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The Journal of Health, Population and Nutrition
ISSN: 1606-0997
EISSN: 1606-0997
Vol. 31, No. 1, 2013, pp. 133-137
Bioline Code: hn13016
Full paper language: English
Document type: Case Report
Document available free of charge

The Journal of Health, Population and Nutrition, Vol. 31, No. 1, 2013, pp. 133-137

 en Interstitial Lung Disease and Profound Hypoxaemia in a Severely-malnourished Child with Very Severe Pneumonia and Potential Lymph-node Tuberculosis: An Uncommon but Serious Co-morbidity
Christi, Mohammod J.; Parvin, Irin; Ashraf, Hasan; Saha, Haimanti; Matin, Fariha B & Pietroni, Mark A.C.


A nine-month old boy was initially admitted at the Acute Respiratory Infection Unit of Dhaka Hospital of icddr,b and soon after transferred to the Intensive Care Unit of the same hospital. The boy had problems of very severe pneumonia (confirmed by radiology), severe hypoxaemia, severe malnutrition, and Down’s syndrome. The patient was treated according to the hospital protocol for the management of pneumonia and malnutrition. During the hospital stay, hypoxaemia was persistent with very little improvement of pneumonia; a number of differentials, such as pneumocystis jirovecii pneumonia, lymph-node tuberculosis, were added to the problems. Subsequently, the patient’s hypoxaemia improved with the empirical use of antitubercular drugs. However, the patient again developed persistent hypoxaemia and, after unsuccessful treatment for a hospital-acquired pneumonia, the problems further expanded to include interstitial lung disease (ILD). This was confirmed by high-resolution computed tomography, and the patient was treated with prednisolone for 6 months, along with antitubercular drugs. He fully recovered from ILD, hypoxaemia, and pneumonia both clinically and radiologically. Therefore, severely-malnourished children having wet cough and pneumonia with persistent hypoxaemia should be assessed for the possible existence of interstitial lung disease. This may help provide a prompt and appropriate management to reduce morbidity and deaths in such patients.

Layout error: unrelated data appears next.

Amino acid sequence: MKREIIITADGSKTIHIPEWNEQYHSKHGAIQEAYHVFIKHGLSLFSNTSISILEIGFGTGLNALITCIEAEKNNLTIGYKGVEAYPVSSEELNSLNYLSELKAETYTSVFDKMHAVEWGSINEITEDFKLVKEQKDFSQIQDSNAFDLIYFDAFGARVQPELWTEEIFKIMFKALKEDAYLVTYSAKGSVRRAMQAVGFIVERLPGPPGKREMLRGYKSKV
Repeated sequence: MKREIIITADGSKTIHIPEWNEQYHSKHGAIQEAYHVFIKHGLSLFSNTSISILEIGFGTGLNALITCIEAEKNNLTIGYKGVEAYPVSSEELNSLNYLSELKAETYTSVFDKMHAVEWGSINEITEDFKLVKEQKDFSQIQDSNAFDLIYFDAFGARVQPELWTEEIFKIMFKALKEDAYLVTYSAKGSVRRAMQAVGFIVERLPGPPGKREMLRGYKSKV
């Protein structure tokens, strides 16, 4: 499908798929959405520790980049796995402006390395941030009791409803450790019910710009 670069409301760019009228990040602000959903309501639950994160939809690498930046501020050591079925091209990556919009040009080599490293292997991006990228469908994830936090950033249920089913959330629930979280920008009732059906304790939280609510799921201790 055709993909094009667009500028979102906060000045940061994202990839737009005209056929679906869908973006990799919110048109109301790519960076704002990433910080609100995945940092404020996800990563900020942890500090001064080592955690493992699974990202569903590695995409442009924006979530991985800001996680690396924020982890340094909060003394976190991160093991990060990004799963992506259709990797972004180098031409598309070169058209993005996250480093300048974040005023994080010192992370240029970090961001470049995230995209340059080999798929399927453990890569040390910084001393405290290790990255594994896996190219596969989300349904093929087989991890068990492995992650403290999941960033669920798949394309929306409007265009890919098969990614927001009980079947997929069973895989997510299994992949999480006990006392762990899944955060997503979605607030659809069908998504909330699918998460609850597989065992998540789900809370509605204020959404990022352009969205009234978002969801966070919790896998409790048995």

Hypoxaemia; Infant; Interstitial lung disease; Lymph-node tuberculosis; Severe malnutrition; Very severe pneumonia

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